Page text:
- Blueberries will grow in U.S. Department of Agriculture zones 3 through 10, but they do require at least 100 chill hours during the winter to set fruit — most require much more. If you live in a warmer USDA zone, make sure that the variety you select is suitable for your conditions.
- Do not allow germinating seeds to be exposed to temperatures lower than 60 degrees, or the plants may die.
Heath Roberts has worked as a professional reporter for several Colorado newspapers. He has covered breaking news and features for the “Denver Post” and other local publications. Roberts holds Bachelor of Arts degrees in both journalism and political science.
How to Germinate Blueberry Seeds. Blueberry seeds require many of the same types of environmental conditions as other plants to germinate successfully. Having just the right temperature and water levels can make or break a successful germination, or sprouting of seeds prior to planting. Blueberry seeds are …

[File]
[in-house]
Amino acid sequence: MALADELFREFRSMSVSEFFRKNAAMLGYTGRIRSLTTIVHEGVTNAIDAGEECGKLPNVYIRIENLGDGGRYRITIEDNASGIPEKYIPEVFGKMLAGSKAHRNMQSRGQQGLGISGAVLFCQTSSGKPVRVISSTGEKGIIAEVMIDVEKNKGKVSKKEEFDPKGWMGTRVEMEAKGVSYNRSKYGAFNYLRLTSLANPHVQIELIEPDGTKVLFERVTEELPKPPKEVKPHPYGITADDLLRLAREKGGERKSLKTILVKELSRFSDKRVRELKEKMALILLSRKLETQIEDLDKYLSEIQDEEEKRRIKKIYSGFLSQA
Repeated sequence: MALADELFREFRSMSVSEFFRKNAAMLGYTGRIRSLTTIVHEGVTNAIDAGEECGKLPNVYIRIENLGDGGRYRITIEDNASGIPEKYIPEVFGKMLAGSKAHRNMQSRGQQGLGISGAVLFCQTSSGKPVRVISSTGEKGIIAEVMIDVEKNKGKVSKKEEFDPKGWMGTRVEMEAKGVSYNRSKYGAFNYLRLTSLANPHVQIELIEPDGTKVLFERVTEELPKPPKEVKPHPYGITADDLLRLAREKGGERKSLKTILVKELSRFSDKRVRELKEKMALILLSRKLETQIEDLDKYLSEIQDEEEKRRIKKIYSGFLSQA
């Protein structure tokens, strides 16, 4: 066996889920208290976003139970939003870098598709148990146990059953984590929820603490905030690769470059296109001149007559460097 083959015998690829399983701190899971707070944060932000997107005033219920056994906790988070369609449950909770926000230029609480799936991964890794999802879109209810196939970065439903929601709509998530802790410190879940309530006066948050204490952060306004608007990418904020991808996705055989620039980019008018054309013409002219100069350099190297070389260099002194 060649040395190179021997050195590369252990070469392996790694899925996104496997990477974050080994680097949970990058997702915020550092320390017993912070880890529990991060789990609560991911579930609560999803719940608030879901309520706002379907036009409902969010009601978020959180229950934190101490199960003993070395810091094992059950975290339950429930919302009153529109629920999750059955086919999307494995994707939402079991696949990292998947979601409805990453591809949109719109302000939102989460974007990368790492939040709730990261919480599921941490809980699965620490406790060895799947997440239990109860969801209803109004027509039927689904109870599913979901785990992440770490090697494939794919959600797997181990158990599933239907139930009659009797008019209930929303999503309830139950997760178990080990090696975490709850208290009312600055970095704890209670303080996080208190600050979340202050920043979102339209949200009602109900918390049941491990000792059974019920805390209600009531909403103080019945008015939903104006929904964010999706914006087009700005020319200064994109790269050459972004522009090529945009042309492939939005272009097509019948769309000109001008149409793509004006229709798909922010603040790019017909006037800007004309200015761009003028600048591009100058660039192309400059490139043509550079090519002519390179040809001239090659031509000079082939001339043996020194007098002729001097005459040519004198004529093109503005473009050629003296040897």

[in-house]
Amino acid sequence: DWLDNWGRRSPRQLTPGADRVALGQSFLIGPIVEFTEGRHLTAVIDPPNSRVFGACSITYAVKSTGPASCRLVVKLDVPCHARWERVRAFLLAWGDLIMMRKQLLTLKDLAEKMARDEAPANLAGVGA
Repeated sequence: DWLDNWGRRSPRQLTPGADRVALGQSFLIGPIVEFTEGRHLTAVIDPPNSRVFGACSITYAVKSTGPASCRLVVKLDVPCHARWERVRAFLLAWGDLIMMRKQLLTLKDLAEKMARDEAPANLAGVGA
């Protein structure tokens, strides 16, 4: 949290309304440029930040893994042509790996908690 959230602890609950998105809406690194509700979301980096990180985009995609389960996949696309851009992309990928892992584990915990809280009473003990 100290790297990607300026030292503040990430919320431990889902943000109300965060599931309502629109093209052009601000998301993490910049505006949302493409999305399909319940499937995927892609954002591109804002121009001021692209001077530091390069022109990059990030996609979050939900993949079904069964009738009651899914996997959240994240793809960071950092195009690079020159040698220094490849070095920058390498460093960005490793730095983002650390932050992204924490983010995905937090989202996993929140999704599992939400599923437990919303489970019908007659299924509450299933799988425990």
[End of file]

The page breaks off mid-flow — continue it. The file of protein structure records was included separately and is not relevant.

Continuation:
Blueberry Seed Planting: Tips For Growing Blueberry Seed
Blueberries are heralded as a super food — extremely nutritious, but also high in flavanoids which have been shown to reduce the damaging effects of oxidation and inflammation, allowing the body to fight off disease. Most home growers purchase cuttings, but did you know that blueberry seed planting will result in a plant as well?
How to Grow Blueberries from Seeds
First, is a blueberry a seed? No, the seeds are inside the fruit, and it takes a little work to separate them from the pulp. You can use fruit from an existing bush or from those purchased at the grocers, but the results may be poor or non-existent. Blueberries do not self pollinate, which means they are rather unpredictable and their offspring do not duplicate the parent. It is better to purchase viable blueberry seeds for planting from a nursery, but if you would like to experiment, here is how to prepare blueberry seeds for planting.